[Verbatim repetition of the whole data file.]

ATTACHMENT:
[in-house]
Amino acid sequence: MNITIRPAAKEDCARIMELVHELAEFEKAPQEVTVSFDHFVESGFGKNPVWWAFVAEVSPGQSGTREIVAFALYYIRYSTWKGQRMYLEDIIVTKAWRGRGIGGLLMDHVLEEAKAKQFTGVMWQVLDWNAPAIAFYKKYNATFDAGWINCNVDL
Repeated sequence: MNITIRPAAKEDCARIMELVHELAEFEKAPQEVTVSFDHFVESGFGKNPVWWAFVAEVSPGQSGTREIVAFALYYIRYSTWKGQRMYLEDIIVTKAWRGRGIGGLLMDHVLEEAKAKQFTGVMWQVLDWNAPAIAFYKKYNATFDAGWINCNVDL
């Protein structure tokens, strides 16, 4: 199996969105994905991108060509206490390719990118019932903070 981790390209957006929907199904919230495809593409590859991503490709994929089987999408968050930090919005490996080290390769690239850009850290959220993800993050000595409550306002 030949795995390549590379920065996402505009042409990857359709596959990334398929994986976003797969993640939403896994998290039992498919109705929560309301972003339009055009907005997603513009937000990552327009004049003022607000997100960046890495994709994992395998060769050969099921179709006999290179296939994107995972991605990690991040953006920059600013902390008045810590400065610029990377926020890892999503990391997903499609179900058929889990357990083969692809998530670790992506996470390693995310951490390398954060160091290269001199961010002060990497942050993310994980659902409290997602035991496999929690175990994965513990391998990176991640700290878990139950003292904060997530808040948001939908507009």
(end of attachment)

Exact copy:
[in-house]
Amino acid sequence: MNITIRPAAKEDCARIMELVHELAEFEKAPQEVTVSFDHFVESGFGKNPVWWAFVAEVSPGQSGTREIVAFALYYIRYSTWKGQRMYLEDIIVTKAWRGRGIGGLLMDHVLEEAKAKQFTGVMWQVLDWNAPAIAFYKKYNATFDAGWINCNVDL
Repeated sequence: MNITIRPAAKEDCARIMELVHELAEFEKAPQEVTVSFDHFVESGFGKNPVWWAFVAEVSPGQSGTREIVAFALYYIRYSTWKGQRMYLEDIIVTKAWRGRGIGGLLMDHVLEEAKAKQFTGVMWQVLDWNAPAIAFYKKYNATFDAGWINCNVDL
């Protein structure tokens, strides 16, 4: 199996969105994905991108060509206490390719990118019932903070 981790390209957006929907199904919230495809593409590859991503490709994929089987999408968050930090919005490996080290390769690239850009850290959220993800993050000595409550306002 030949795995390549590379920065996402505009042409990857359709596959990334398929994986976003797969993640939403896994998290039992498919109705929560309301972003339009055009907005997603513009937000990552327009004049003022607000997100960046890495994709994992395998060769050969099921179709006999290179296939994107995972991605990690991040953006920059600013902390008045810590400065610029990377926020890892999503990391997903499609179900058929889990357990083969692809998530670790992506996470390693995310951490390398954060160091290269001199961010002060990497942050993310994980659902409290997602035991496999929690175990994965513990391998990176991640700290878990139950003292904060997530808040948001939908507009």